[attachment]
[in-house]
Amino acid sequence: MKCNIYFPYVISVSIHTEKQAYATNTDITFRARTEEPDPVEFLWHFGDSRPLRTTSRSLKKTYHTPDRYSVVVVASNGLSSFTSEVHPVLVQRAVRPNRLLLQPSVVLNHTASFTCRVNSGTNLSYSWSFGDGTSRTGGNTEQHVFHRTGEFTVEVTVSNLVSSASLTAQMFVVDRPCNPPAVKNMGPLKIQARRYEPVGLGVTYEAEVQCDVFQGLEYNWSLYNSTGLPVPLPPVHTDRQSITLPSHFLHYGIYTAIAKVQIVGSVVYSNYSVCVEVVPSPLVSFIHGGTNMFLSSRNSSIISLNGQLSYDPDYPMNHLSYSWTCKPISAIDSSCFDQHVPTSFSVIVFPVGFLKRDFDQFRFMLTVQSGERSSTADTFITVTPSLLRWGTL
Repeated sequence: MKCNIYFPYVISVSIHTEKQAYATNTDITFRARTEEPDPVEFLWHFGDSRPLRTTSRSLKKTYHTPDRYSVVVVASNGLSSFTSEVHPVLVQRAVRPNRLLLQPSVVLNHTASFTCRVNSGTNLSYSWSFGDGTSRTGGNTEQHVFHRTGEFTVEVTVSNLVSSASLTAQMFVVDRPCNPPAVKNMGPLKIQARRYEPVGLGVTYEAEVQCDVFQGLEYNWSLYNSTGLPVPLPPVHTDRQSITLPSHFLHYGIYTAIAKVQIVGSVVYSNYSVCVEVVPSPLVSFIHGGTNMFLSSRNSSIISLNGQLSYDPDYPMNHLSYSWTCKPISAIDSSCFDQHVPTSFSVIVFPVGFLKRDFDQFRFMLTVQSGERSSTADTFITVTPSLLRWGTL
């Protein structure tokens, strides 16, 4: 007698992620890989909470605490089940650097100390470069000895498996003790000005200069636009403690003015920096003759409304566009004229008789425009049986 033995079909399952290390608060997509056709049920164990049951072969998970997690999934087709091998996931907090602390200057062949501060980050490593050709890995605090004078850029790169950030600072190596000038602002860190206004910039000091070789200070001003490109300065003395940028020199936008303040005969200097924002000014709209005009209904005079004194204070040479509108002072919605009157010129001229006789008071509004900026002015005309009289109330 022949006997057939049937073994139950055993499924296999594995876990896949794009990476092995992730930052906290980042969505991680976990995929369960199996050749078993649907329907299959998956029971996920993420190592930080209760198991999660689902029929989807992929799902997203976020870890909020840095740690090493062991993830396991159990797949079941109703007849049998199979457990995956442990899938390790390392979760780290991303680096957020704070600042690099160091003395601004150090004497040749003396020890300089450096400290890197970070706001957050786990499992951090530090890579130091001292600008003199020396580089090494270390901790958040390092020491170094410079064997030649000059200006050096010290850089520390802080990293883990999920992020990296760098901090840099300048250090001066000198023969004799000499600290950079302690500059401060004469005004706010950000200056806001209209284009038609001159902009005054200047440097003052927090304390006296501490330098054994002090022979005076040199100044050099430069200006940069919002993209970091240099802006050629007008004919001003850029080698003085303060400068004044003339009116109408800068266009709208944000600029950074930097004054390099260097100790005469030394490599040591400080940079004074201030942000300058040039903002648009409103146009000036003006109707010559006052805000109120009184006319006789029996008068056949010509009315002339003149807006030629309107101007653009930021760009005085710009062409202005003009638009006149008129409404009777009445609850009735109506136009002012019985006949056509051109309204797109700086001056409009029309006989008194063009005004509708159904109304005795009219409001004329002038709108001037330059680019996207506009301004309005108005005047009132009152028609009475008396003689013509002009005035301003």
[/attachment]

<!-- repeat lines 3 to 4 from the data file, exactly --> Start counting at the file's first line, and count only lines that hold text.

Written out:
Repeated sequence: MKCNIYFPYVISVSIHTEKQAYATNTDITFRARTEEPDPVEFLWHFGDSRPLRTTSRSLKKTYHTPDRYSVVVVASNGLSSFTSEVHPVLVQRAVRPNRLLLQPSVVLNHTASFTCRVNSGTNLSYSWSFGDGTSRTGGNTEQHVFHRTGEFTVEVTVSNLVSSASLTAQMFVVDRPCNPPAVKNMGPLKIQARRYEPVGLGVTYEAEVQCDVFQGLEYNWSLYNSTGLPVPLPPVHTDRQSITLPSHFLHYGIYTAIAKVQIVGSVVYSNYSVCVEVVPSPLVSFIHGGTNMFLSSRNSSIISLNGQLSYDPDYPMNHLSYSWTCKPISAIDSSCFDQHVPTSFSVIVFPVGFLKRDFDQFRFMLTVQSGERSSTADTFITVTPSLLRWGTL
């Protein structure tokens, strides 16, 4: 007698992620890989909470605490089940650097100390470069000895498996003790000005200069636009403690003015920096003759409304566009004229008789425009049986 033995079909399952290390608060997509056709049920164990049951072969998970997690999934087709091998996931907090602390200057062949501060980050490593050709890995605090004078850029790169950030600072190596000038602002860190206004910039000091070789200070001003490109300065003395940028020199936008303040005969200097924002000014709209005009209904005079004194204070040479509108002072919605009157010129001229006789008071509004900026002015005309009289109330 022949006997057939049937073994139950055993499924296999594995876990896949794009990476092995992730930052906290980042969505991680976990995929369960199996050749078993649907329907299959998956029971996920993420190592930080209760198991999660689902029929989807992929799902997203976020870890909020840095740690090493062991993830396991159990797949079941109703007849049998199979457990995956442990899938390790390392979760780290991303680096957020704070600042690099160091003395601004150090004497040749003396020890300089450096400290890197970070706001957050786990499992951090530090890579130091001292600008003199020396580089090494270390901790958040390092020491170094410079064997030649000059200006050096010290850089520390802080990293883990999920992020990296760098901090840099300048250090001066000198023969004799000499600290950079302690500059401060004469005004706010950000200056806001209209284009038609001159902009005054200047440097003052927090304390006296501490330098054994002090022979005076040199100044050099430069200006940069919002993209970091240099802006050629007008004919001003850029080698003085303060400068004044003339009116109408800068266009709208944000600029950074930097004054390099260097100790005469030394490599040591400080940079004074201030942000300058040039903002648009409103146009000036003006109707010559006052805000109120009184006319006789029996008068056949010509009315002339003149807006030629309107101007653009930021760009005085710009062409202005003009638009006149008129409404009777009445609850009735109506136009002012019985006949056509051109309204797109700086001056409009029309006989008194063009005004509708159904109304005795009219409001004329002038709108001037330059680019996207506009301004309005108005005047009132009152028609009475008396003689013509002009005035301003």